Holy Scripture and the Lutheran Confessions

by Rev. Jerry Kieschnick

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One of my favorite childhood songs, now included in the Lutheran Service Book (LSB 588), is “Jesus Loves Me.” Listen to the words:

“Jesus loves me! This I know, for the Bible tells me so. Little ones to Him belong; they are weak, but He is strong. Yes, Jesus loves me! Yes, Jesus loves me! Yes, Jesus loves me! The Bible tells me so.”

In simple words, this song says what the Bible is all about: the Good News that “in Christ God was reconciling the world to Himself, not counting their trespasses against them” (2 Cor. 5:19). In many ways and differing words, the message of the apostles and prophets in the Holy Spirit-inspired chapters and verses of the Old and New Testaments is the message of how God chose to deal with the cause of the separation between Himself and humanity—our sin.

The Holy Bible tells that story and how God’s forgiving grace in Jesus Christ makes it possible for men and women to live as forgiven children of the heavenly Father. The Bible speaks of how God interacts with people, through His Word and sacraments. Through these “means of grace,” we receive the forgiveness of our sin and are filled with the sure hope of eternal life with God after our sojourn on this earth has ended.

These truths are basic to all we believe, teach, and confess in The Lutheran Church—Missouri Synod, and they come only from God’s inspired, inerrant, infallible Word in Holy Scripture. Our Synod’s Constitution states this in these words: “The Synod, and every member of the Synod, accepts without reservation . . . the Scriptures of the Old and the New Testament as the written Word of God and the only rule and norm of faith and of practice” (Article II, Confession).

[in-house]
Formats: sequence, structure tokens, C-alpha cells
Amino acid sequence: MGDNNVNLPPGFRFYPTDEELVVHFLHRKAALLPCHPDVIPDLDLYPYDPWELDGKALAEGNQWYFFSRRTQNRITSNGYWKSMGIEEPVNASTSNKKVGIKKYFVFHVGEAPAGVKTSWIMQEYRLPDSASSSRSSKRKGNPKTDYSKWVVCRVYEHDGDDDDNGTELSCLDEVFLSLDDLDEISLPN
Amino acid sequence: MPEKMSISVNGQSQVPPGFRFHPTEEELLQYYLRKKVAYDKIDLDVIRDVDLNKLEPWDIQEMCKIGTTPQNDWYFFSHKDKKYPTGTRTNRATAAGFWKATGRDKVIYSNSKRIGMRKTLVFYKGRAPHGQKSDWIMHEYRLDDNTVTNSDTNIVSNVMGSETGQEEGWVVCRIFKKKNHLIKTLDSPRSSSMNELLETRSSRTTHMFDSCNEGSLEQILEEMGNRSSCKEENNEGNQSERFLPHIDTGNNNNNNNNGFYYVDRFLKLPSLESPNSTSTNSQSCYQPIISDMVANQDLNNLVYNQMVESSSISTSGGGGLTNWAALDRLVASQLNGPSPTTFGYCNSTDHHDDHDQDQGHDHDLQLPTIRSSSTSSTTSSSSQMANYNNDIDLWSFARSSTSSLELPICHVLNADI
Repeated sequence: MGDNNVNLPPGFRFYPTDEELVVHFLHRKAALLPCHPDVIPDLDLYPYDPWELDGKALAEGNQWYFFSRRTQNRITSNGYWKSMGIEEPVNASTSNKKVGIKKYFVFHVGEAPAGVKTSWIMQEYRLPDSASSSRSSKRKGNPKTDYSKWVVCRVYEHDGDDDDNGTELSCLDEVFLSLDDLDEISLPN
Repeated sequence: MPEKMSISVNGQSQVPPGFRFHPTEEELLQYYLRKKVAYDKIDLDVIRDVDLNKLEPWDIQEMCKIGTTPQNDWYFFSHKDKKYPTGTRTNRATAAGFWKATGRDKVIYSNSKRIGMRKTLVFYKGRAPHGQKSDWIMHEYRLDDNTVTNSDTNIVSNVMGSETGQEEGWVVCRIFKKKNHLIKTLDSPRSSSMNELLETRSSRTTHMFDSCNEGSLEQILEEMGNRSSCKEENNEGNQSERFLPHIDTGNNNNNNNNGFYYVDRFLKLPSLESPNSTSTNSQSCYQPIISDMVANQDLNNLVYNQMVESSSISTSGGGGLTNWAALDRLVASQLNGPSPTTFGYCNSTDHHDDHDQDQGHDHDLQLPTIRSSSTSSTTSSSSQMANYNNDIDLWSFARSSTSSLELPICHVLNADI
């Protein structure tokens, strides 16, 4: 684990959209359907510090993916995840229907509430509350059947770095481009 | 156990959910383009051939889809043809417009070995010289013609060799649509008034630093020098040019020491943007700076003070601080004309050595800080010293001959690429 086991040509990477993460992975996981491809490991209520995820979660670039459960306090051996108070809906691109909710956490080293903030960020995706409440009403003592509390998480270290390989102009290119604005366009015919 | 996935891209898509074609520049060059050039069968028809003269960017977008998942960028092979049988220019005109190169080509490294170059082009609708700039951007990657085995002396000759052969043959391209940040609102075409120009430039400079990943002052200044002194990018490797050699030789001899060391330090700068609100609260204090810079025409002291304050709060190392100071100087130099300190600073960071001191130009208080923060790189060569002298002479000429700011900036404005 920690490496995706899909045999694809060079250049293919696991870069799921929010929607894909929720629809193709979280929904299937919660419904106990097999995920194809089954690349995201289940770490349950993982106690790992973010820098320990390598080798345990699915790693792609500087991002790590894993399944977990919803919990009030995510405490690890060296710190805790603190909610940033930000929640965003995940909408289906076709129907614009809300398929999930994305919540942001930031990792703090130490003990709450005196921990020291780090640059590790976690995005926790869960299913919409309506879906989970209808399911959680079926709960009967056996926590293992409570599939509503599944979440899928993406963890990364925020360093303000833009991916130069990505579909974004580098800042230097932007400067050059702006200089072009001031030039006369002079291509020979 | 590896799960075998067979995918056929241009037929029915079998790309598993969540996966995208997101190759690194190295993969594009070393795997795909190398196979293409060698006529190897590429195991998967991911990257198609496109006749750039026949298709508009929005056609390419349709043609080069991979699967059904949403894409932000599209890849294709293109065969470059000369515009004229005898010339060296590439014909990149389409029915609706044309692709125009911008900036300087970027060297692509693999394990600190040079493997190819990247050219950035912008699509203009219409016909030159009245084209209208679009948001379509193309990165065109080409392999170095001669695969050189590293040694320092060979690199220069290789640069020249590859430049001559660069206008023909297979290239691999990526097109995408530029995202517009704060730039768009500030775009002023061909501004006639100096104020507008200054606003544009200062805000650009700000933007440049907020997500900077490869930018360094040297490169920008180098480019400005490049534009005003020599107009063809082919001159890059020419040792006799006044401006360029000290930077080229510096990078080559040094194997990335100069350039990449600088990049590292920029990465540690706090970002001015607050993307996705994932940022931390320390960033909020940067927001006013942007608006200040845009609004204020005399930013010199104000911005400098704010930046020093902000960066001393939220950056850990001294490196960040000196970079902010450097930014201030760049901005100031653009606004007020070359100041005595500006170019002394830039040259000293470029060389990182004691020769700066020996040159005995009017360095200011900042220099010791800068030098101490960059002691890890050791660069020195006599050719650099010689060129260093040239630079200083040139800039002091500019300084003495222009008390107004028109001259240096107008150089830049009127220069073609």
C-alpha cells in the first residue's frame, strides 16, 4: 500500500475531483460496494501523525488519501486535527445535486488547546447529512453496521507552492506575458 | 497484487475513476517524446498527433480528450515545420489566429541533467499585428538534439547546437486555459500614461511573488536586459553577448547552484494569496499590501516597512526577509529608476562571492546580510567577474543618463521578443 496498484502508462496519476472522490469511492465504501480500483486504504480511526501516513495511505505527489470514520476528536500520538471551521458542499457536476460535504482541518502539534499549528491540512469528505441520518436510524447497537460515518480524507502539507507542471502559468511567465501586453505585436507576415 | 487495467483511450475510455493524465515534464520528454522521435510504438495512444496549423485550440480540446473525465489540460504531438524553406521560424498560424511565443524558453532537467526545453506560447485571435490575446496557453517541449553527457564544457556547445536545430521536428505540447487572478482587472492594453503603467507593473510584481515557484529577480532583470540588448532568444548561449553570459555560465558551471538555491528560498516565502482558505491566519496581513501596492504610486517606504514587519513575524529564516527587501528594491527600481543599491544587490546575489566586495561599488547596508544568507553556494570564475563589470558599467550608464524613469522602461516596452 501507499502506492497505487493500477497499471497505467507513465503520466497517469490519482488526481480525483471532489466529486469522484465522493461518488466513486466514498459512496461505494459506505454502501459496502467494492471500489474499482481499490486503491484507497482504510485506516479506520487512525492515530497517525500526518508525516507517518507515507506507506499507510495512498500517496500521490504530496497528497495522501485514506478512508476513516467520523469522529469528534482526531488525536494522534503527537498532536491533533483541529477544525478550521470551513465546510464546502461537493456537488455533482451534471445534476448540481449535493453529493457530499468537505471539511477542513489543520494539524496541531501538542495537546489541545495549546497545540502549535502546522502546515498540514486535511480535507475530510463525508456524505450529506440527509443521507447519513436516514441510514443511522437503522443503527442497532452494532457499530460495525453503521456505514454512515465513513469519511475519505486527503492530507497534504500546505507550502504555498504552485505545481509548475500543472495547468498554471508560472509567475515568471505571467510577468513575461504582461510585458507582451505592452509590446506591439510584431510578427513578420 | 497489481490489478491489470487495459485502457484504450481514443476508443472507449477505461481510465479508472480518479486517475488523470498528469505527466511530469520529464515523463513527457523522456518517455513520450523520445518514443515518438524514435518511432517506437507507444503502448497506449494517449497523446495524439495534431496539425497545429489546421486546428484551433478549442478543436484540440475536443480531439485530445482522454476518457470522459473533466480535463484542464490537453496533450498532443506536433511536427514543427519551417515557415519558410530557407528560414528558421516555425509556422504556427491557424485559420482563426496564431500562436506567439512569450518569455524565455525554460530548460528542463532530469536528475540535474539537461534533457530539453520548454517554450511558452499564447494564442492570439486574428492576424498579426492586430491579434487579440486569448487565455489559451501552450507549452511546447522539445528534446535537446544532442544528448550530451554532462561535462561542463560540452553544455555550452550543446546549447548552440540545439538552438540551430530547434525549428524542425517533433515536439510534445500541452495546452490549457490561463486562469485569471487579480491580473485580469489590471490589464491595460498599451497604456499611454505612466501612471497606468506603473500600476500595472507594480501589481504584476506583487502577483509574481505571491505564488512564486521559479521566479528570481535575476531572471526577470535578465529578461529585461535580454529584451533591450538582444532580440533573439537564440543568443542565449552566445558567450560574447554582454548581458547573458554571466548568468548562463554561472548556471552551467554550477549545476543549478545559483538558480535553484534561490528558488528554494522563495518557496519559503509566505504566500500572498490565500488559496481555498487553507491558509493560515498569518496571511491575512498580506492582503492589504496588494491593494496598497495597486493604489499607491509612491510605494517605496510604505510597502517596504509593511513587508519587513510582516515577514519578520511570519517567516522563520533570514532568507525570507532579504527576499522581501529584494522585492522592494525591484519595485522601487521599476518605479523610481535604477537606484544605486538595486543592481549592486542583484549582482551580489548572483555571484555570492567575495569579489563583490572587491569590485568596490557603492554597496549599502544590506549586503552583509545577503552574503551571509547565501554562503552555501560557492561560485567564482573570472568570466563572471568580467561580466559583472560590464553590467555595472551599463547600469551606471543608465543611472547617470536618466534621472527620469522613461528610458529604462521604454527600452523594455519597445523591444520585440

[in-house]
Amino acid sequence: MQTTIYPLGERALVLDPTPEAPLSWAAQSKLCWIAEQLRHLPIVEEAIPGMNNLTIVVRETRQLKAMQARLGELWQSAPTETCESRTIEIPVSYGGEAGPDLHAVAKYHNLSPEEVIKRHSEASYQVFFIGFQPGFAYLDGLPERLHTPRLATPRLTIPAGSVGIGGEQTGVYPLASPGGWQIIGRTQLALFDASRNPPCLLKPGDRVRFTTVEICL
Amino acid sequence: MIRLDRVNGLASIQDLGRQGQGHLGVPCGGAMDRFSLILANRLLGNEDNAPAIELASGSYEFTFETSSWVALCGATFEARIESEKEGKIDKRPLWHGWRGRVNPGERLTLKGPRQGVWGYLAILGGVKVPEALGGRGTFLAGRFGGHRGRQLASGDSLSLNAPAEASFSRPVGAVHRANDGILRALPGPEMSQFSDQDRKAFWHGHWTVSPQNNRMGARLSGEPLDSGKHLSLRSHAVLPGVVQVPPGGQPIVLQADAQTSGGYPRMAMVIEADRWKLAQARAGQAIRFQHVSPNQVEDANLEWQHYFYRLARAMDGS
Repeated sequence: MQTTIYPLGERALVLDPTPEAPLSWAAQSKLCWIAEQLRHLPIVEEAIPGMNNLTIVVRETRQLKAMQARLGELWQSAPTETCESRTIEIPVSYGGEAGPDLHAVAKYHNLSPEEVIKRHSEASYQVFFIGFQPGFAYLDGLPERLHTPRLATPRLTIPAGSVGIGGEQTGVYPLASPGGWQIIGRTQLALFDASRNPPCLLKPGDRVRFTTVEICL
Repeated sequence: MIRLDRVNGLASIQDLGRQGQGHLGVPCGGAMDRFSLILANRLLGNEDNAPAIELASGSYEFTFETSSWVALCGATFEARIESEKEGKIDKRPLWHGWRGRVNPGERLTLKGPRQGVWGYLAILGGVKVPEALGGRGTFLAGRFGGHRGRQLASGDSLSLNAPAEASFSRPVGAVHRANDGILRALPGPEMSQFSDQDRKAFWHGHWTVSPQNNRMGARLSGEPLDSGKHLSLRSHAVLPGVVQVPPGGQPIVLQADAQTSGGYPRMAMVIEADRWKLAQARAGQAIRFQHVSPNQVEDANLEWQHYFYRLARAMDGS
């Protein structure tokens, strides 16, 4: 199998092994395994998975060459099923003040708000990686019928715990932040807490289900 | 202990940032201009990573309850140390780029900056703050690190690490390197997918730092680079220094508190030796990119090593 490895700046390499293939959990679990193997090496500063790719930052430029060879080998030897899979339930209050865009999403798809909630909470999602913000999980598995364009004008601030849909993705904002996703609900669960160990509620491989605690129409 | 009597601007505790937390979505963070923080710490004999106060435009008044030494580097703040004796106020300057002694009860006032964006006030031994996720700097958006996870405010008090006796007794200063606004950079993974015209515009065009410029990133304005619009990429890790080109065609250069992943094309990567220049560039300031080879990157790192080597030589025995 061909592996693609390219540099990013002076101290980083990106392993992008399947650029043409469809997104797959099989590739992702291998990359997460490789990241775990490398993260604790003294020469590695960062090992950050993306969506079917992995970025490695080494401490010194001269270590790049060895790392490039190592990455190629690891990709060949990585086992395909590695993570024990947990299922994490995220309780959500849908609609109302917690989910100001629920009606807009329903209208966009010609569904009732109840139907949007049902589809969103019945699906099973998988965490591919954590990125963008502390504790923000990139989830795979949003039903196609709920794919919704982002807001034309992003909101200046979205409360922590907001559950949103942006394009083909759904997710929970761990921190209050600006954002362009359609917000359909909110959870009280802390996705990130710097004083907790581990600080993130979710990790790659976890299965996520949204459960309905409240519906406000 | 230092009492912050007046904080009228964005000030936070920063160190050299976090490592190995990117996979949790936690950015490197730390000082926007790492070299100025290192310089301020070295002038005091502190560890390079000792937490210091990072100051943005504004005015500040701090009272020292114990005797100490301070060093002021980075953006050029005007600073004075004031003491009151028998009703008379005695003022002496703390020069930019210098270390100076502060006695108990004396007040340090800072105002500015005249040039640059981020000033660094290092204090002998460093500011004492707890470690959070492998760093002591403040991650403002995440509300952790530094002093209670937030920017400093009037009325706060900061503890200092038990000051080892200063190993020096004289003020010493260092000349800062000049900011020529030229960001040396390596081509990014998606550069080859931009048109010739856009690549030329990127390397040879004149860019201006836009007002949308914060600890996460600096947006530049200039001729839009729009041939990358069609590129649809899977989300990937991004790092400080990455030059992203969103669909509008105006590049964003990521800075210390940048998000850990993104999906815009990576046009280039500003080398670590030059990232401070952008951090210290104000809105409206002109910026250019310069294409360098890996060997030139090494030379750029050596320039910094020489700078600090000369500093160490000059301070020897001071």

Nearly 450 years ago, our Lutheran forebears stated very clearly what they understood God’s Word to say about faith and life in the Book of Concord, which gathers into one volume “the Symbolical Books of the Evangelical Lutheran Church,” also known as the “Lutheran Confessions.” These confessional writings are the three “ecumenical creeds”— the Apostles’, Nicene, and Athanasian creeds—the Unaltered Augsburg Confession, the Apology of the Augsburg Confession, the Smalcald Articles, the Treatise on the Power and Primacy of the Pope, Luther’s Large and Small Catechisms, and the Formula of Concord.

Because these writings are drawn directly from and are fully in accord with the Word of God, our Synod accepts these Confessions “without reservation” as “a true and unadulterated statement and exposition of the Word of God,” as Article II of the Constitution states it.

Delegates to the 2007 Synod convention resolved (in Resolution 3-02) to encourage study of the Lutheran Confessions in preparation for the 500th anniversary of the Reformation in 2017. The convention resolved, “That in preparation for the celebration of this anniversary, the congregations and the called workers of the Synod be encouraged to conduct in-depth examination and study of the ecumenical creeds and Lutheran Confessions. . . .” That study will be supported and encouraged in numerous ways in the years ahead.

As we approach this year’s Synod convention, July 10–17 in Houston, we do so under the theme “ONE People—Forgiven.” That theme will be expressed in many ways, using many words, none more important than those in the second stanza of the song I shared at the beginning of this article:

“Jesus loves me! He who died, heaven’s gates to open wide. He has washed away my sin, lets His little child come in. Yes, Jesus loves me! Yes, Jesus loves me! Yes, Jesus loves me! The Bible tells me so.”

Jerry Kieschnick
John 3:16 –17

Lives Transformed through Christ, in Time . . . for Eternity!
e-mail: president@lcms.org
Web page: www.lcms.org/president

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